We are talking about the Girls and the Gays in our first Very Special Episode! In a lot of ways, the show was leaps and bounds ahead of mainstream American pop culture in regard to the LGBTQ community. From Jean to Clayton to Rambo the Caterer, we reminisce about our favorite queer-centric moments, examine why the show is still so pervasive in gay culture today, and express our deep appreciation that all four actresses walked the walk when it came to fighting for equal rights.
Below is the Enough Wicker podcast transcript for Bonus! The Golden Girls & Gay Pride: A Very Special Episode:
Hello, and welcome to Enough Wicker, a podcast where we don't believe in labels, but we're here to celebrate pride in both the gay community and the best TV show of all time, the Golden Girls. I'm Lauren.
And I'm Sarah.
And today we're tackling a very special episode for Pride Month: Gay Pride & the Golden Girls.
Yes, our very first very special episode.
Very very special. Double 'very'.
Yes, double 'very.' But yeah, so it's Pride Month. And I think that, you know, it's it's not really a secret that the Golden Girls really, really resonates in the gay community. And we're going to talk about all the reasons why we believe that to be.
Yeah, yeah, no, there's a huge following. I think before we get into the specific connection there, it's very important to acknowledge that we are currently, right now in June 2020, in the middle of what I hope is a an uprising that will result in some sort of -- some sort of racial justice in this country, and it seems silly to do a Pride episode without first acknowledging that pride was a riot, and it was in protest of police brutality, and it was started by black trans women largely.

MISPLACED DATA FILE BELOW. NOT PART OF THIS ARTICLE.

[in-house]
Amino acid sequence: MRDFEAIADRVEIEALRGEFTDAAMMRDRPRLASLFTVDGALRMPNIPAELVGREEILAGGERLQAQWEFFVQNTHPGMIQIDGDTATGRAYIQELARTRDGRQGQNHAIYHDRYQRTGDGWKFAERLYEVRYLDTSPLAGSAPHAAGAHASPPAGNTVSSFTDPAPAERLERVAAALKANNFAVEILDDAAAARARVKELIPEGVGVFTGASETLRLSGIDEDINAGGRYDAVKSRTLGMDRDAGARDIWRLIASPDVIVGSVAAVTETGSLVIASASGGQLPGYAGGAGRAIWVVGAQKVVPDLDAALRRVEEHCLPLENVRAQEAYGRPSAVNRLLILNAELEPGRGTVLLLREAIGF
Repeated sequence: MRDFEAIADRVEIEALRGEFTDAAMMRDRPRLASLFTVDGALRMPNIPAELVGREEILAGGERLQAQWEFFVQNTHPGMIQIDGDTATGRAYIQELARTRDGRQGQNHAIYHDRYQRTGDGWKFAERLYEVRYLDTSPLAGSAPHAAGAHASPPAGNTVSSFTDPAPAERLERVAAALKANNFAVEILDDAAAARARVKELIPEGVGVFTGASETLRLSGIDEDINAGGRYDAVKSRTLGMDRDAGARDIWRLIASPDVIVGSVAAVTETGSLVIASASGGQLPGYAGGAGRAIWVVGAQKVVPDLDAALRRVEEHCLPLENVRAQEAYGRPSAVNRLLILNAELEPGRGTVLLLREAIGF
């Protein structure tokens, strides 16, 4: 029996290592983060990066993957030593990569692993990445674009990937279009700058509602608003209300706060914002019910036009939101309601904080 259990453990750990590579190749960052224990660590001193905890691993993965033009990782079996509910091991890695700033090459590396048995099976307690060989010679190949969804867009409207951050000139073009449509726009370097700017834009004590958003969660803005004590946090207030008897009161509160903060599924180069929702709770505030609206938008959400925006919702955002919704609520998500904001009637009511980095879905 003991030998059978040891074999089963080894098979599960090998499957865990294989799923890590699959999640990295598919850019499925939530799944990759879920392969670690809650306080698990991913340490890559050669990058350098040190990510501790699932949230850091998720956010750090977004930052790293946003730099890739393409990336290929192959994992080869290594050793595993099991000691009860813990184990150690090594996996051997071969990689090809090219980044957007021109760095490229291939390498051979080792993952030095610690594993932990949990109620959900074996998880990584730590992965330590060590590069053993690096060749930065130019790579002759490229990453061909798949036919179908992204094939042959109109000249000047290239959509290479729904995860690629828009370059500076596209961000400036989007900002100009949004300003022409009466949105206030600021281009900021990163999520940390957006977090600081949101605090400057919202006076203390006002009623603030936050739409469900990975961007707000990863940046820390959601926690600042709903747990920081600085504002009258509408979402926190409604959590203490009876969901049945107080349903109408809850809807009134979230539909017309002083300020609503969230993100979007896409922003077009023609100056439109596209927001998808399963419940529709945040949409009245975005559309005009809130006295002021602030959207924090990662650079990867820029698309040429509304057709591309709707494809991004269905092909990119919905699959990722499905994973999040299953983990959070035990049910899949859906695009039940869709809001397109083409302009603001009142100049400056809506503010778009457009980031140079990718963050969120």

So, big shout out to that. And you know, we are grateful to be witnessing this and we hope that real change comes. So, speaking of change. I think it also might be useful -- So, like you said, The Golden Girls is wildly popular in the gay community now. But it's really illuminating when you look at the context that they were in, in the 80s. I think it bolsters how bold they were, really, about about these issues like --
Even us watching like reruns in the 90s and the 2000s, like there are parts of it, that -- like, for instance, we were watching Sophia talk about gay marriage before, like, we actually had national gay marriage and it's like, like, to your point, even thinking about when this -- when these episodes were airing, this was a big deal to even touch on these subjects in the way that they did.
Decades before gay marriage! It wasn't like a couple years, like it's really, really ahead of its time, and so you think about it and like, first of all, it was only in 2003 that Lawrence v. Texas, the Supreme Court case ruled that American laws prohibiting consensual homosexual acts were unconstitutional.